A love marriage is, as you’ve guessed it, a union based on love. It is the opposite of an arranged marriage. Although it might seem like all marriage works this way, depending on your cultural heritage this is not entirely so.  Love marriages in the Nepali villages are rare. I met couples that have been married since they were children (14 years old) that are still together today. Some were even married from as early as the age of 10.

Whether these are happy and loving marriages I do not know, but during my stay I never met a single person that was divorced.

Nepali weddings last for 2 days. According to tradition, only married women are allowed to wear red and other bright coloured saris.

Nepali weddings last for 2 days. According to tradition, only married women are allowed to wear red and other bright coloured saris.

While the bride and groom are away praying at the temples, the festivities continue at home. This involves dancing, clapping and lots of food.

While the bride and groom are away praying at the temples, the festivities continue at home. This involves dancing, clapping and lots of food.

7) The children are different

They are not only happier, but more content as well.

I believe that children allowed to play freely, not constrained by an over protective and scared society allows kids to figure out their own potential, and this breeds confidence. On my first day I saw kids climbing trees, crossing rivers, picking wild berries and fruit and playing in the dirt with the biggest of grins on their faces.

There are a huge amount of children in the villages and to this day I don’t recall a single child throwing a tantrum.

Nepal-Ashraf-Hendricks-07

Nepal-Ashraf-Hendricks-08

We played football on the hills. The children get scold at often as the ball constantly rolls down into the crops.


With zero cars, tightly packed apartments, high walls or locks, everything was different here. Everyone appears more vulnerable, more open. Nothing is flat. This was Ashrang village, my new home for the next 2 months.

Samjhana was my host and one of the few people in the villages who never wanted their faces photographed. She made the most delicious tea with leaves straight from her garden.

Samjhana was my host and one of the few people in the villages who never wanted their faces photographed. She made the most delicious tea with leaves straight from her garden.

This is Samjhana’s son, Ayush. His English was excellent and become my much needed translator throughout the village.

This is Samjhana’s son, Ayush. His English was excellent and become my much needed translator throughout the village.

Nepal-Ashraf-Hendricks-11

I was walking around the village with some of the teachers and a bunch of kids came running out to say hello. The naked boy bolted from his mother while bathing, but she came to wrap him a towel immediately after this.

I was walking around the village with some of the teachers and a bunch of kids came running out to say hello. The naked boy bolted from his mother while bathing, but she came to wrap him a towel immediately after this.

 

It's fascinating how kids can turn everything into a game. Trucks, trees, rubber bands and even the animals will be used for some fun and entertainment.

It’s fascinating how kids can turn everything into a game. Trucks, trees, rubber bands and even the animals will be used for some fun and entertainment.

With the recent introduction of concrete and modern building materials, these types of traditional Nepali houses are sadly not being built much anymore.

With the recent introduction of concrete and modern building materials, these types of traditional Nepali houses are sadly not being built much anymore.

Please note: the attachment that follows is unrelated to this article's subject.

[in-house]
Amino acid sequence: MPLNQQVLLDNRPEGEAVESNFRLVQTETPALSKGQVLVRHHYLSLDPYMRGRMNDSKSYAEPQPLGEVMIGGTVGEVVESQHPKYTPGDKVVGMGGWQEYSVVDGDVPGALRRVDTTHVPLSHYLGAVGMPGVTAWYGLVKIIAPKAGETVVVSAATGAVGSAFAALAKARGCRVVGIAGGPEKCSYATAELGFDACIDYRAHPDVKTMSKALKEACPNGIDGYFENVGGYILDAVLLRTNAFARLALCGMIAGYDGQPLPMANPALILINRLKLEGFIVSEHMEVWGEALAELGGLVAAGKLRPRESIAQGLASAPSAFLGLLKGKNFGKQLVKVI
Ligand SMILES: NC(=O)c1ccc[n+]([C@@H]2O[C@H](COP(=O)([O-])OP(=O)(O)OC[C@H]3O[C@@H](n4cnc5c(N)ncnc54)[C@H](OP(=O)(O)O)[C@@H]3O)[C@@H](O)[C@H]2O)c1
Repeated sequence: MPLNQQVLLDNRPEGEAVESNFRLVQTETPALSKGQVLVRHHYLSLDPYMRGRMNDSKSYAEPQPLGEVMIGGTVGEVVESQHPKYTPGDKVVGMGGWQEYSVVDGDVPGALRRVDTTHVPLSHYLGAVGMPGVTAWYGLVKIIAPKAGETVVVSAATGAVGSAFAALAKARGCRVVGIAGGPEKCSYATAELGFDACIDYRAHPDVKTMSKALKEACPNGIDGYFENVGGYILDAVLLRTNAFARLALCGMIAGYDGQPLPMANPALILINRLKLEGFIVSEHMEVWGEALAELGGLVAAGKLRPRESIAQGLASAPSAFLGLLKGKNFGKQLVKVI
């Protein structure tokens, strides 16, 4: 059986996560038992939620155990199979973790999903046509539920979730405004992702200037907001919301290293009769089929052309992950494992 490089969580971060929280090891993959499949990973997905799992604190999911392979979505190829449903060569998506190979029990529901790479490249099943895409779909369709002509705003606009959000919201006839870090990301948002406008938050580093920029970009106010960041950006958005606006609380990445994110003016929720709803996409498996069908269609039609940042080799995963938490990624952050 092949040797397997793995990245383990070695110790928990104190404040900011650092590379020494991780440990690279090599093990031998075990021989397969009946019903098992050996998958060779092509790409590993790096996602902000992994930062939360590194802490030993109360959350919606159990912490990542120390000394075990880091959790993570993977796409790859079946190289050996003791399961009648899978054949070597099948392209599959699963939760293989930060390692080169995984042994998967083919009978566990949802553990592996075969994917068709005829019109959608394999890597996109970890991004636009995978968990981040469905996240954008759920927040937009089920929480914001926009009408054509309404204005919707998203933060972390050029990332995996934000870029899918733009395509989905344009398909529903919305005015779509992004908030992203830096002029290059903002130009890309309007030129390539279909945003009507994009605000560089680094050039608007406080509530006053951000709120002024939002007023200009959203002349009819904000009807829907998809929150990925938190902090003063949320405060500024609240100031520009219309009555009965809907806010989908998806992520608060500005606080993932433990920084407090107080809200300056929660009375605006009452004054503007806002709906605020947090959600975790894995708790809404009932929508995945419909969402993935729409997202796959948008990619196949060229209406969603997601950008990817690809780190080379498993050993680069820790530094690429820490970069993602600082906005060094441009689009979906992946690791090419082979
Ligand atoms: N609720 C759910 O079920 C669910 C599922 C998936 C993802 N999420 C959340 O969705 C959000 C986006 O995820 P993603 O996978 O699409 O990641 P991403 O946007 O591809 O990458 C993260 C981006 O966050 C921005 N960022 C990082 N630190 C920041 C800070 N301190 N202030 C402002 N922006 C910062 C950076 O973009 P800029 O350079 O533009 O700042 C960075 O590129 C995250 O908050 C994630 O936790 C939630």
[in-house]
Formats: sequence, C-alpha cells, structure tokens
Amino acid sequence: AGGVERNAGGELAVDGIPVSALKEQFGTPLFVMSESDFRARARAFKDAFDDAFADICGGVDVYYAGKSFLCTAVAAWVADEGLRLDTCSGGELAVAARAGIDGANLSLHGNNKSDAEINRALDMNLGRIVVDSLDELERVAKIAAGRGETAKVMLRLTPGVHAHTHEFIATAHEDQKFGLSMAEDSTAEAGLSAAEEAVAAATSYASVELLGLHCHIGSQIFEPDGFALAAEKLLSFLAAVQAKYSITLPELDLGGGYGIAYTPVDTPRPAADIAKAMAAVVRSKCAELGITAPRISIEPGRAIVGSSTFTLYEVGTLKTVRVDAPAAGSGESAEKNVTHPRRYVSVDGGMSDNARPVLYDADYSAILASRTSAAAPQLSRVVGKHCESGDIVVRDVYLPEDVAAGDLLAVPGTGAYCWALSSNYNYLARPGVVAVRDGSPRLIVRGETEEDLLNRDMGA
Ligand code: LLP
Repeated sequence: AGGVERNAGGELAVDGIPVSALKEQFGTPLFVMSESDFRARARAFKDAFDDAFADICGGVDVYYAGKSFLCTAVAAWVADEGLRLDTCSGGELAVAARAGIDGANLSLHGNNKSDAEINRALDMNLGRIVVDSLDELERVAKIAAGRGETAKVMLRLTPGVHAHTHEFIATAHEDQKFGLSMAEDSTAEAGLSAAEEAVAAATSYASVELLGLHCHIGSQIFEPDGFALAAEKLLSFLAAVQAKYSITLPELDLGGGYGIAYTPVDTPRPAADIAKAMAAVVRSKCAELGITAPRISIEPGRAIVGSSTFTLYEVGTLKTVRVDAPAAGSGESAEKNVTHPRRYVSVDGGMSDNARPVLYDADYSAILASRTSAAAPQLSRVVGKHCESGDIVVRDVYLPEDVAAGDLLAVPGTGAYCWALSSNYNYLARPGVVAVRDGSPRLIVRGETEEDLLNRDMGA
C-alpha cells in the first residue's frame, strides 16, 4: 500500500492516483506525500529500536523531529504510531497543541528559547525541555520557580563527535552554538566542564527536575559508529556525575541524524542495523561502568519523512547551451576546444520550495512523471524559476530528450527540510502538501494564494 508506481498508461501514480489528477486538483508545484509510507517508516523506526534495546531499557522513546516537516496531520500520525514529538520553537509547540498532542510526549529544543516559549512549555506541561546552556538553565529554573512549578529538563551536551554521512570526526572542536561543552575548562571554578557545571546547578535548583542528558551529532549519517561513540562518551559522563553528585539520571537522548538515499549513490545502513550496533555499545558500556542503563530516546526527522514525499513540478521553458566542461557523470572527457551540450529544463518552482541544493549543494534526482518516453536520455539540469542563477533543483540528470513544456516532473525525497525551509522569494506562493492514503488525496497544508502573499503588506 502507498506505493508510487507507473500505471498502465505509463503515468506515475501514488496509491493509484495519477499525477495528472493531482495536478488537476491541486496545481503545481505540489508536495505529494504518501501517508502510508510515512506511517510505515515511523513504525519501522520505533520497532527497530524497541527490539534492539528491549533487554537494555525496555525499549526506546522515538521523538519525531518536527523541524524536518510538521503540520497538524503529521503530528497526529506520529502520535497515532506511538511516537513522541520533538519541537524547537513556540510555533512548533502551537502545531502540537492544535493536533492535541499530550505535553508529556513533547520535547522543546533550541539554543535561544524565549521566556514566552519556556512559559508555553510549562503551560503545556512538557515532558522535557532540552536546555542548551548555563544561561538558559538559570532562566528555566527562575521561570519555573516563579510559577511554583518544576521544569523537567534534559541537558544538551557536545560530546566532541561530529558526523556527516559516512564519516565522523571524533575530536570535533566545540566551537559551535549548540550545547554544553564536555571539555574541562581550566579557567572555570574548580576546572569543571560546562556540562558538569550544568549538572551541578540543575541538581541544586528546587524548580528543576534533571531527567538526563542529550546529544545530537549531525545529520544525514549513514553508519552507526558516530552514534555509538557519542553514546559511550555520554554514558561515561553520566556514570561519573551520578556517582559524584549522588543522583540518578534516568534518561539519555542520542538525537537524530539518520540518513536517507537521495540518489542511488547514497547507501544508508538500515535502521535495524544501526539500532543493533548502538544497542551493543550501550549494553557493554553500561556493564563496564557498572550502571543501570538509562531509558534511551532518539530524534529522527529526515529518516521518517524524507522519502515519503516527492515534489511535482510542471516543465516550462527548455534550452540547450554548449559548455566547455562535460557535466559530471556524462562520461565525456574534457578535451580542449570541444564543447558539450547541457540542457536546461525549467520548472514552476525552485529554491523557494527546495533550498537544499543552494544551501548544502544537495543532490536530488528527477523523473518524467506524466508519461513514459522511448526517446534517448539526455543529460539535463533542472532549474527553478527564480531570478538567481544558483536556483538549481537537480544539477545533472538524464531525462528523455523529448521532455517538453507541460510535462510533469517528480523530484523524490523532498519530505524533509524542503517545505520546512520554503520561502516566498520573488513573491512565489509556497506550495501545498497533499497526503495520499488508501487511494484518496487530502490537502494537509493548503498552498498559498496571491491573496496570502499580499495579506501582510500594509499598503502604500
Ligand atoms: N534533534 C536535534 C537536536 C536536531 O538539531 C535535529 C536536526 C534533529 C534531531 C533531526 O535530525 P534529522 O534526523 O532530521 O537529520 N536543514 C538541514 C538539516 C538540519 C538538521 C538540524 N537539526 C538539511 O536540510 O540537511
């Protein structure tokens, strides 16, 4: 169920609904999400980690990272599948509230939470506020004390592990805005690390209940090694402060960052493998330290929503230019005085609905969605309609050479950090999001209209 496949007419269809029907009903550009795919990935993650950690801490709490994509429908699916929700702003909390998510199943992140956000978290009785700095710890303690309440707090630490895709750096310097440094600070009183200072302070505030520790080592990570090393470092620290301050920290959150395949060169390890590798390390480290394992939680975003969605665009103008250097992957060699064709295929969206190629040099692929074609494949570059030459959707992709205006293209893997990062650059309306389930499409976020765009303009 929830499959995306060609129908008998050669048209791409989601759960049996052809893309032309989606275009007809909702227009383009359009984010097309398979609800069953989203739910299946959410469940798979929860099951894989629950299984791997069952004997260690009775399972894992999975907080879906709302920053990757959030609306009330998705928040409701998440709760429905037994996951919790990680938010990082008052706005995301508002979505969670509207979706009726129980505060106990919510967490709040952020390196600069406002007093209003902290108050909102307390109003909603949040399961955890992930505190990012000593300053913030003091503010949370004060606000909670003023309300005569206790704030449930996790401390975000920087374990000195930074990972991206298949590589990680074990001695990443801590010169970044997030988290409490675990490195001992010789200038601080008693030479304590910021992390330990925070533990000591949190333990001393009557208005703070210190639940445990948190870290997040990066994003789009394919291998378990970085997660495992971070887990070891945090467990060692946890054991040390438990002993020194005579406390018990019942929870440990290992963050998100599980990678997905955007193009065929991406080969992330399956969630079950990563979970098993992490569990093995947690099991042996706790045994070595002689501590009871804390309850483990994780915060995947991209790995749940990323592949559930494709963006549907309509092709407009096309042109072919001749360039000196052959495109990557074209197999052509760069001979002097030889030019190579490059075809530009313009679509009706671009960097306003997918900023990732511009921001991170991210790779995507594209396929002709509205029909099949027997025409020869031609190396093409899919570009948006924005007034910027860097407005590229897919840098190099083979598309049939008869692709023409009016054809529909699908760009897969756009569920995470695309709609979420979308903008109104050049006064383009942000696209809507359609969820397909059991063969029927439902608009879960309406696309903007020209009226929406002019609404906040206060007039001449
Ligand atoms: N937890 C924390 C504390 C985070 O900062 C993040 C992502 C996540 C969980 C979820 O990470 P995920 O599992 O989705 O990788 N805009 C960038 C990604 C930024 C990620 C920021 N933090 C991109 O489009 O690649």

I met some other travellers that stayed for a few days. It was such a relief spending some time with others who spoke English as a first language.

I met some other travellers that stayed for a few days. It was such a relief spending some time with others who spoke English as a first language.

Nepal-Ashraf-Hendricks-16

Nepal-Ashraf-Hendricks-17

Hakeem shared lessons on vegetable farming with me. Here he is using cotton to keep the stems up straight. As a snack we would eat cucumber straight from the ground and it was the tastiest, juiciest cucumbers I have ever eaten.

Nepal-Ashraf-Hendricks-18

Thaakur at one of the trees he previously climbed to fetch honey.

Thaakur at one of the trees he previously climbed to fetch honey.

Some cattle herders

Some cattle herders

A women collecting wood in a basket called a doku.

A women collecting wood in a basket called a doku.

This school in the village is slowly falling apart, but due to sponsorship a new school is in the process of being built to replace it.

This school in the village is slowly falling apart, but due to sponsorship a new school is in the process of being built to replace it.

School begins at 10am and every morning the kids would get their routine started by singing the national anthem and doing some stretches.

School begins at 10am and every morning the kids would get their routine started by singing the national anthem and doing some stretches.

Woman working in a rice field,  which is Nepal’s main food staple.

Woman working in a rice field, which is Nepal’s main food staple.

Sam Pandey collecting leaves for his goats.

Sam Pandey collecting leaves for his goats.

Nepal-Ashraf-Hendricks-26

Nepal-Ashraf-Hendricks-27

Children in traditional Nepalese costume and makeup preparing for a show.

Nepal-Ashraf-Hendricks-28

Nepal-Ashraf-Hendricks-29

A small festival was thrown in the village to celebrate the new primary school being built. The foreigners that were sponsoring the school came to Ashrang village (some for the very first time). I think this was a wonderful thing as they could now see the lives and people that they were impacting.

20130410_224

Nepal-Ashraf-Hendricks-30

Nepal-Ashraf-Hendricks-31

Nepal-Ashraf-Hendricks-32

After my intense introduction to travel in Kathmandu, staying in a somewhat isolated village was a welcomed change. It’s difficult to put the experience into words as I have nothing to compare it to, but it was something that was needed. To step away from technology, TV shows and my own culture I was introduced to a  wonderful sense of community and a rekindling of my curiosity.

Next up I would spend a few days in the chilled out Pokhara before taking a very long walk into the vast Himalayas.


This is a 4 part series about my 3 month trip through Nepal.

Part 1: Kathmandu
Part 2: A Nepalese Village
Part 3: Pokhara
Part 4: The Annapurna Region

INSTAGRAM | FACEBOOK | TWITTER | RSS FEED